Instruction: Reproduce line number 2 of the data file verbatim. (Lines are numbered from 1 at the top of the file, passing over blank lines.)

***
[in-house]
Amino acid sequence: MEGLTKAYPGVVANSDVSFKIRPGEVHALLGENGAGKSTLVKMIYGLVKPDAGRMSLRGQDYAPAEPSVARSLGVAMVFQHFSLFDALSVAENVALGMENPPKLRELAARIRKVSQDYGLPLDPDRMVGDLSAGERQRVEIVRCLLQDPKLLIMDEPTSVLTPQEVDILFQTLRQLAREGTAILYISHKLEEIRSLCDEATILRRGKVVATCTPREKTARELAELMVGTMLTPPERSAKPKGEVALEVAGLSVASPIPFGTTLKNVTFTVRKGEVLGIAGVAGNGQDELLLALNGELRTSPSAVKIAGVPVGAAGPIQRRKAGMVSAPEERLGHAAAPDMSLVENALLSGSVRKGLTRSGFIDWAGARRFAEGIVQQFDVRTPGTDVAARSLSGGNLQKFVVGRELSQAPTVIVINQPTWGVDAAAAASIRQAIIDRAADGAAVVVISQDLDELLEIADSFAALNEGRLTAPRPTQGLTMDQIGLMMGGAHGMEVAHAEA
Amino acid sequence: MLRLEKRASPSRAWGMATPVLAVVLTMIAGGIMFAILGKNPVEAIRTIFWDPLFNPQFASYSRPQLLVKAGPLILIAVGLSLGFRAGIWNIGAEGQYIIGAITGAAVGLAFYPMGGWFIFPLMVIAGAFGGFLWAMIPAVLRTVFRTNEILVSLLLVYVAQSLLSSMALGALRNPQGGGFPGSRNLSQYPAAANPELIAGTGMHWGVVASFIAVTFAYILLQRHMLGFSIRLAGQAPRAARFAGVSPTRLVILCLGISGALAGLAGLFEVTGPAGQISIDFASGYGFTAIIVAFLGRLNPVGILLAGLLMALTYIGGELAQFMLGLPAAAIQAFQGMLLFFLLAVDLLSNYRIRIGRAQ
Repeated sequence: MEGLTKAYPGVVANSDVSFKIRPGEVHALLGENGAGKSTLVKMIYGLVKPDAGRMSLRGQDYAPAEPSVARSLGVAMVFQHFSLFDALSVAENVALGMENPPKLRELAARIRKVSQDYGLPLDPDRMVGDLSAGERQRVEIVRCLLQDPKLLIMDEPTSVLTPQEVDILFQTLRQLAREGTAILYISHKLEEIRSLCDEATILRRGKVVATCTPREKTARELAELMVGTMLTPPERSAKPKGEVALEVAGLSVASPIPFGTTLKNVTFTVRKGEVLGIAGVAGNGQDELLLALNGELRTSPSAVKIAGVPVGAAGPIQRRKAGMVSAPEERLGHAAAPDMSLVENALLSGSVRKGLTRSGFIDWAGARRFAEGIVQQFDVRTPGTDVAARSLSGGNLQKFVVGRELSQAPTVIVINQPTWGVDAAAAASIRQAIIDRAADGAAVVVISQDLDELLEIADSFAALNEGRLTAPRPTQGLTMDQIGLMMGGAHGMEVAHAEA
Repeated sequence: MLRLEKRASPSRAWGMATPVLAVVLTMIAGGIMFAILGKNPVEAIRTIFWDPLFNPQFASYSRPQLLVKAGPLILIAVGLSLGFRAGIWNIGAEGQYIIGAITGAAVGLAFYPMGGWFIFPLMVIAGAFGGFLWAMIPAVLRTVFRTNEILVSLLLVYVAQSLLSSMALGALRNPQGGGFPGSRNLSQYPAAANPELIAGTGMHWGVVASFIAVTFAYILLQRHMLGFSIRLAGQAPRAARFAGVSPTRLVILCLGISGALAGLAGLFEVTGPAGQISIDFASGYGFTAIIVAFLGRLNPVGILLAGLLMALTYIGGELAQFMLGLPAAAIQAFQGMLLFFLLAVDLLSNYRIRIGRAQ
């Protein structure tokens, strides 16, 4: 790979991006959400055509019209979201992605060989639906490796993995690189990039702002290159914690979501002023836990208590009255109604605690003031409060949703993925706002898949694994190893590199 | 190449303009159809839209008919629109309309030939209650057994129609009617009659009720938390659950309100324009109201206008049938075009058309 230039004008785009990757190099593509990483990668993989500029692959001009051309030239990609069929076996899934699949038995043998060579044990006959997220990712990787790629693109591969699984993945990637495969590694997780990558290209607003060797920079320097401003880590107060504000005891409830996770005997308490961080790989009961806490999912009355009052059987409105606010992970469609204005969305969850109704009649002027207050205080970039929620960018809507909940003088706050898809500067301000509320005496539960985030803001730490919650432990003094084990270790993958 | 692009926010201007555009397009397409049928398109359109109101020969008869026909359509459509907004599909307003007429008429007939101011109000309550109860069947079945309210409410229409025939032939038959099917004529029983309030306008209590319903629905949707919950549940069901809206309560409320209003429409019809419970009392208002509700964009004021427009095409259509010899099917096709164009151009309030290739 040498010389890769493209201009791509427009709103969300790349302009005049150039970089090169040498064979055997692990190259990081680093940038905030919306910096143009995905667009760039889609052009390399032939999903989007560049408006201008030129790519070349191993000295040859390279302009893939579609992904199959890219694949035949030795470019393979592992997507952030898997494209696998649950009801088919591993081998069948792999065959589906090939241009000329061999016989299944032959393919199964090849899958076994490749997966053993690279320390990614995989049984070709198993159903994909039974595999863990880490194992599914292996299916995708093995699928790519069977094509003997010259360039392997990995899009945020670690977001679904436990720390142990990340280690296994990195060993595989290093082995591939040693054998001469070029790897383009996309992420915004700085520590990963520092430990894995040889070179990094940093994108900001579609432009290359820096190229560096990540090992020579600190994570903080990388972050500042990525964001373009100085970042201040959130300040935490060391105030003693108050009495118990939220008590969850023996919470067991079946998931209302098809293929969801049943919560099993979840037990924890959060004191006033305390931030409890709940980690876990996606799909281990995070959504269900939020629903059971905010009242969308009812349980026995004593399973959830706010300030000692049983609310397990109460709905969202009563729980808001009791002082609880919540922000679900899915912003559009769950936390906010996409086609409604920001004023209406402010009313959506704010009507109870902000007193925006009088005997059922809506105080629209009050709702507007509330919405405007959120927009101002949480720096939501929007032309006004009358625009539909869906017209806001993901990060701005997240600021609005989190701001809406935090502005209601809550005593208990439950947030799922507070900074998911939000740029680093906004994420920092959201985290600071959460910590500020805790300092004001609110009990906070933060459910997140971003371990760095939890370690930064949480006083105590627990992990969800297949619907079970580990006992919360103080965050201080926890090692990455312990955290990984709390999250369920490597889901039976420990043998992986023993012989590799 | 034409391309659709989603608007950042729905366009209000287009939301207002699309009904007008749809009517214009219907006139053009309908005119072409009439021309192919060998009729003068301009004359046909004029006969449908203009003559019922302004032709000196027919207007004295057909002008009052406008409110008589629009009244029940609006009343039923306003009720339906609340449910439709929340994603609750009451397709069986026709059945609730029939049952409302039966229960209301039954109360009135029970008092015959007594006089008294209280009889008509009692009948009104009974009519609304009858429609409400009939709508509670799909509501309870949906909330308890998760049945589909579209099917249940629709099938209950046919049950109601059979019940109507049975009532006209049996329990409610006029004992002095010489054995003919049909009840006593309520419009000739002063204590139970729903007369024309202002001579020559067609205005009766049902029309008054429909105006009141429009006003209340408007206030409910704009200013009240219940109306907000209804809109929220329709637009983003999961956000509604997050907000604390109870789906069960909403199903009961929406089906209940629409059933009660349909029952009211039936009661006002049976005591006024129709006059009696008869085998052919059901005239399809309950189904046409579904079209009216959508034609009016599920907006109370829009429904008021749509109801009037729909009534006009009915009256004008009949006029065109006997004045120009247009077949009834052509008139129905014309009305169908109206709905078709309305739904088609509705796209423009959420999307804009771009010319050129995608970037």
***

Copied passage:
Amino acid sequence: MEGLTKAYPGVVANSDVSFKIRPGEVHALLGENGAGKSTLVKMIYGLVKPDAGRMSLRGQDYAPAEPSVARSLGVAMVFQHFSLFDALSVAENVALGMENPPKLRELAARIRKVSQDYGLPLDPDRMVGDLSAGERQRVEIVRCLLQDPKLLIMDEPTSVLTPQEVDILFQTLRQLAREGTAILYISHKLEEIRSLCDEATILRRGKVVATCTPREKTARELAELMVGTMLTPPERSAKPKGEVALEVAGLSVASPIPFGTTLKNVTFTVRKGEVLGIAGVAGNGQDELLLALNGELRTSPSAVKIAGVPVGAAGPIQRRKAGMVSAPEERLGHAAAPDMSLVENALLSGSVRKGLTRSGFIDWAGARRFAEGIVQQFDVRTPGTDVAARSLSGGNLQKFVVGRELSQAPTVIVINQPTWGVDAAAAASIRQAIIDRAADGAAVVVISQDLDELLEIADSFAALNEGRLTAPRPTQGLTMDQIGLMMGGAHGMEVAHAEA